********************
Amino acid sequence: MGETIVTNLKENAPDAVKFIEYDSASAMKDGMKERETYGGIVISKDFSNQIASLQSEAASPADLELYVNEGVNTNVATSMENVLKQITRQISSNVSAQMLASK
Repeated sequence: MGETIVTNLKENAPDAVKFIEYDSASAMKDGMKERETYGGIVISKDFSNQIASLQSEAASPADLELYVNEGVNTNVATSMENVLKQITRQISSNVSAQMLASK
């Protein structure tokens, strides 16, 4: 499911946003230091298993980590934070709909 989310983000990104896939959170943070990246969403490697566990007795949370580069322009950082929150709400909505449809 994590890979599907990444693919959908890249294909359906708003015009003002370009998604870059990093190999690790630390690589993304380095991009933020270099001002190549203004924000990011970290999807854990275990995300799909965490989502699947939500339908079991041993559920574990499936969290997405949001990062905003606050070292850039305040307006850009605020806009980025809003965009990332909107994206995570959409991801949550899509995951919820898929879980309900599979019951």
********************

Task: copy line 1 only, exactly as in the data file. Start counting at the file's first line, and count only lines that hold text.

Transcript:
Amino acid sequence: MGETIVTNLKENAPDAVKFIEYDSASAMKDGMKERETYGGIVISKDFSNQIASLQSEAASPADLELYVNEGVNTNVATSMENVLKQITRQISSNVSAQMLASK